Explore the tools businesses can use to search for federal government contract opportunities, and learn about the support services available.
Search for Federal Contract Opportunities
These tools can help you find contract opportunities that are right for your business:
- Visit the Contracting Opportunity Finder to search for opportunities. This tool is geared to businesses new to federal contracting, and small and/or disadvantaged businesses specifically.
- Visit FedBizOpps, where you can search for contract opportunities and register to be notified when an opportunity matches your business.
- Businesses can apply to search and compete for contract opportunities posted through the General Services Administration (GSA) Schedules Program. This program is responsible for the largest government-wide contracts, and handles ten percent of the federal government’s contract spending. GSA operates over 30 different Schedules and each one covers a different type of supply or service. To get on a Schedule, your business must complete the following steps:
- Order a past performance evaluation (PPE). Your business must have a current PPE from Open Ratings, which is a private company, to get on a GSA Schedule. This report is created by surveying some of your past customers. You must provide names and contact information for six to 20 of your past customers when you register with Open Ratings and order a PPE.
- Look up the appropriate GSA schedule number for your business, product, or service.
- Once your business is on a Schedule, you must apply or submit information to solicitations electronically using eOffer/eMod.
- When your business is awarded a contract, make sure you know how to effectively manage a GSA Schedules contract. GSA has resources that can help you learn about your responsibilities as a contractor, and strategize to maximize the potential of your contract.
Support Services for Federal Contractors
Explore ways to learn about federal government contracting, and find out where to get your questions answered.
- The Government Contracting Classroom offers free online courses covering the basics of contracting with the federal government.
- Procurement Technical Assistance Centers (PTACs) are funded through partnerships between the U.S. Department of Defense (DoD) and non-profit state or local entities. There are more than 300 centers nationwide, with staff who can provide one-on-one counseling and help businesses complete registration and certification processes.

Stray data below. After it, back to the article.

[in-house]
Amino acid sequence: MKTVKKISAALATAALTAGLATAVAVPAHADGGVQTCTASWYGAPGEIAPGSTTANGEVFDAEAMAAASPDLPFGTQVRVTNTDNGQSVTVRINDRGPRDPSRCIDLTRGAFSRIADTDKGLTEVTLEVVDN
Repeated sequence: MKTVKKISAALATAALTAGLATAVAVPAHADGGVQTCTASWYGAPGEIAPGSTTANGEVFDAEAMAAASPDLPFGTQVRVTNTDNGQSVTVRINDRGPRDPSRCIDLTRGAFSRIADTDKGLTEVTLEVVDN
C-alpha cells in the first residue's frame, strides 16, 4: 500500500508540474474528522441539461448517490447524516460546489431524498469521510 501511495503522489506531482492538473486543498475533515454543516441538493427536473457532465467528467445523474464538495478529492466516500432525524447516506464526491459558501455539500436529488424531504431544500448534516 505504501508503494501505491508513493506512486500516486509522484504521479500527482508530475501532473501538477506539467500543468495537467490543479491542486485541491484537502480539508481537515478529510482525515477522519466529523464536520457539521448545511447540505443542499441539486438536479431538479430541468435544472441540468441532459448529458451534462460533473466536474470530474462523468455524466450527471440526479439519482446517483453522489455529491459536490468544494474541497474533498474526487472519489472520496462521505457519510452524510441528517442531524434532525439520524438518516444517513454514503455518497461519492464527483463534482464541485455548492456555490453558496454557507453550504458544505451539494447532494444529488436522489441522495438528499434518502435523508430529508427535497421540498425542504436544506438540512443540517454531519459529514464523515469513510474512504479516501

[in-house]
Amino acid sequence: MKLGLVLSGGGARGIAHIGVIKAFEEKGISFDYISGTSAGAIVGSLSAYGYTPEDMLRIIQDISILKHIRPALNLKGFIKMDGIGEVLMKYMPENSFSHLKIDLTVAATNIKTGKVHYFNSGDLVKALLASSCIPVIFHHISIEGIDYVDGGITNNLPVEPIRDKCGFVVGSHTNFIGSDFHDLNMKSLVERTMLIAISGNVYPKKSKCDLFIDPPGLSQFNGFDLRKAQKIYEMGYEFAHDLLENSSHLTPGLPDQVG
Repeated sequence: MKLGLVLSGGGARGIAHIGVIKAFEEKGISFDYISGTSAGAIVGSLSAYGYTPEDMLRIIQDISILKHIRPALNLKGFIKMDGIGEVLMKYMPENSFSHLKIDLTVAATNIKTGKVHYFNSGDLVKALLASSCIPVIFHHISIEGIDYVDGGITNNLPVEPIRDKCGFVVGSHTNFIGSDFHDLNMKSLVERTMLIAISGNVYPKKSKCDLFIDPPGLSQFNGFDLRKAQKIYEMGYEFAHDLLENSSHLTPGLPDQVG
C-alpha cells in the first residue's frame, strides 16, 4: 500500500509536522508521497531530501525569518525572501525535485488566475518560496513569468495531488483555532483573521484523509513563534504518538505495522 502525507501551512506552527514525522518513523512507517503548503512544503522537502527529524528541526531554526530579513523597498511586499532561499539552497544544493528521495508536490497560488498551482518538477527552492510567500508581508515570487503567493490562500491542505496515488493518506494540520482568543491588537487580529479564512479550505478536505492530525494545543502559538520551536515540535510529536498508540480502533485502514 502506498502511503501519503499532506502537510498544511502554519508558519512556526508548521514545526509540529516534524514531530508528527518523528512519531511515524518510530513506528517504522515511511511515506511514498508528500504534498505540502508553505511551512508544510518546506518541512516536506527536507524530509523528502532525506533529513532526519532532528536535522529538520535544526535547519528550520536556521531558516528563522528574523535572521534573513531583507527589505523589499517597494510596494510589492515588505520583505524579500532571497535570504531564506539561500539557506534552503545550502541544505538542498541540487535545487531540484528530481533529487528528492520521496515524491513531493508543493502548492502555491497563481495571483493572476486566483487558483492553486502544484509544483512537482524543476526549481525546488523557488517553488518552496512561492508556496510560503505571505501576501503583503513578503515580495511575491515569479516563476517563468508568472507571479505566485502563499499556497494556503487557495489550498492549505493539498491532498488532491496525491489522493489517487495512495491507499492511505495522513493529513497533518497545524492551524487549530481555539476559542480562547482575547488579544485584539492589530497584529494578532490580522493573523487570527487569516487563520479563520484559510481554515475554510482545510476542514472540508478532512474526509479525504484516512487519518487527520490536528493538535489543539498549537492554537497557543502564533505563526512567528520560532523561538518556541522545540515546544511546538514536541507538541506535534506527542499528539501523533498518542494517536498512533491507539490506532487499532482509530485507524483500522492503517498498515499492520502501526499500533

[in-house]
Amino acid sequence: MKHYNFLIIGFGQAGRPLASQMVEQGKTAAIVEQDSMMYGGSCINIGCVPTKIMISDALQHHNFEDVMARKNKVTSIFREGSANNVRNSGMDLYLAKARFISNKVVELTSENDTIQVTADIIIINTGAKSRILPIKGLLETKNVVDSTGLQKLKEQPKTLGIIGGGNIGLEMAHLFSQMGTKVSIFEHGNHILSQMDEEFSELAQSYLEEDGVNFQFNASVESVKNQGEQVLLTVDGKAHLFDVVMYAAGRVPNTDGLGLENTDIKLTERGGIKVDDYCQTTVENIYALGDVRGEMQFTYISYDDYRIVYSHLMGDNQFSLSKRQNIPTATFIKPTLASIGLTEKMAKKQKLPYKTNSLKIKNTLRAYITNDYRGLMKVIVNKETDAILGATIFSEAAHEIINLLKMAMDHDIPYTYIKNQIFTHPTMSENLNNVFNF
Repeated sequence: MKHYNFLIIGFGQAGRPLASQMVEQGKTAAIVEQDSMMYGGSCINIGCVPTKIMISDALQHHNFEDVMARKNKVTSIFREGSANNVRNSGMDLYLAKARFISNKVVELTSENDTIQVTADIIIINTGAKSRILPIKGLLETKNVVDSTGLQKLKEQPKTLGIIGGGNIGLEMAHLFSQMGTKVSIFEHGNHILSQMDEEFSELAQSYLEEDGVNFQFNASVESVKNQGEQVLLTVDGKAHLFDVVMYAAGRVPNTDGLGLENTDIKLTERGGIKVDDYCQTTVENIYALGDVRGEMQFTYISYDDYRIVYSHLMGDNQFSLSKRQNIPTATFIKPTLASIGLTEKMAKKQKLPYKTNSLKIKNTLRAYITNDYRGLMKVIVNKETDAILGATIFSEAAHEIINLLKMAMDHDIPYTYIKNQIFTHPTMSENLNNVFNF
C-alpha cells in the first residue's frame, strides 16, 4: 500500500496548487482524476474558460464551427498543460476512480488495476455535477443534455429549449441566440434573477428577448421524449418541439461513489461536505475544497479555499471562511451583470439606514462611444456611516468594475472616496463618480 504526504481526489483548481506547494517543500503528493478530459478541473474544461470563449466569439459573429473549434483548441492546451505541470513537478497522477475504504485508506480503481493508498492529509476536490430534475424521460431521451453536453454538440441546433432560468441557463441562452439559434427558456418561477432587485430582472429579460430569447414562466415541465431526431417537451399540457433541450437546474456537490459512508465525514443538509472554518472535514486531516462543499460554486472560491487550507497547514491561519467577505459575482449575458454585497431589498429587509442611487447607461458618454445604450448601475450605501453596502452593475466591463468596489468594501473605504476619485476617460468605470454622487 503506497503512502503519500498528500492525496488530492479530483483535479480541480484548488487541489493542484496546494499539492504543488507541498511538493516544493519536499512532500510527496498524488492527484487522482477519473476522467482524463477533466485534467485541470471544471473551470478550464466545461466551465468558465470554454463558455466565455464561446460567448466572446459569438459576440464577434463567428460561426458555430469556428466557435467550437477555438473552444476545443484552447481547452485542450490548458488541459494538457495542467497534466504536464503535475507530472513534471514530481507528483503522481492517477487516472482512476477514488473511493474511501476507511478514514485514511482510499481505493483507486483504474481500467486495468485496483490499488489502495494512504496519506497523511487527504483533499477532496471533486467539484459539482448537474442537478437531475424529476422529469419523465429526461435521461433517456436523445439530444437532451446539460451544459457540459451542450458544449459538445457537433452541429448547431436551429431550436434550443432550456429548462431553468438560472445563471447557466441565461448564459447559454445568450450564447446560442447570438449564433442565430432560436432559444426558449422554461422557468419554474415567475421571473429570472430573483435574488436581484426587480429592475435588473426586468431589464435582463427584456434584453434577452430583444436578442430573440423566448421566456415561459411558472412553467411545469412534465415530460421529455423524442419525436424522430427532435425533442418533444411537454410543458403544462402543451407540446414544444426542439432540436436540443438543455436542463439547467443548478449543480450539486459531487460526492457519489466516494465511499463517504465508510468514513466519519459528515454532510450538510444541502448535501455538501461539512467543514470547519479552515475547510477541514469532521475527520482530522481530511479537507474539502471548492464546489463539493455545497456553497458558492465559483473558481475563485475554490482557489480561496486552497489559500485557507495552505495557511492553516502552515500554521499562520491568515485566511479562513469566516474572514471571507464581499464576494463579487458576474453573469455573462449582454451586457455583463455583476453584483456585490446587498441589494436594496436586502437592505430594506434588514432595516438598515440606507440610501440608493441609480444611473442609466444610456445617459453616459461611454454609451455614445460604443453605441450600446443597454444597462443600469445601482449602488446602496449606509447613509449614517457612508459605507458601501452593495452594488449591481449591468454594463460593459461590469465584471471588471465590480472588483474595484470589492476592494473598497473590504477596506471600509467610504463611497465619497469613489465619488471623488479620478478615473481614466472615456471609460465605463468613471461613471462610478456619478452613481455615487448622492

- Procurement Center Representatives (PCRs) are U.S. Small Business Administration (SBA) staff embedded within other federal agencies. PCRs perform market research and advocate for small businesses. Businesses can contact the PCR within an agency they are interested in working with to learn about contract opportunities that have not been awarded.
- Commercial Market Representatives (CMRs) are SBA staff responsible for monitoring prime contracts to ensure that “other than small” businesses are compliant with subcontracting goals. Businesses can contact the CMR within an agency with questions about contract opportunities that have been awarded.
- Many federal agencies have an Office of Small and Disadvantaged Business Utilization (OSDBU) or an Office of Small Business Programs (OSBP). These offices can help small businesses identify contracting opportunities within each agency.
- The SBA website’s Contracting section provides information to help businesses understand the federal contracting process and requirements.
- The GSA Vendor Toolbox offers guidance and educational material to businesses interested in pursuing contract opportunities through GSA Schedules.
Help Contracting with State and Local Governments
Learn how your business can search and compete for contract opportunities with states and local governments, and U.S. territories:
- Learn how to sell to your state government and search for contracting opportunities.
- Contact your state procurement or contracting office. These non-profit offices can help you access professional development resources, develop innovative strategies, and more.
- Reach out to county, city, and town governments to learn about local contracting opportunities.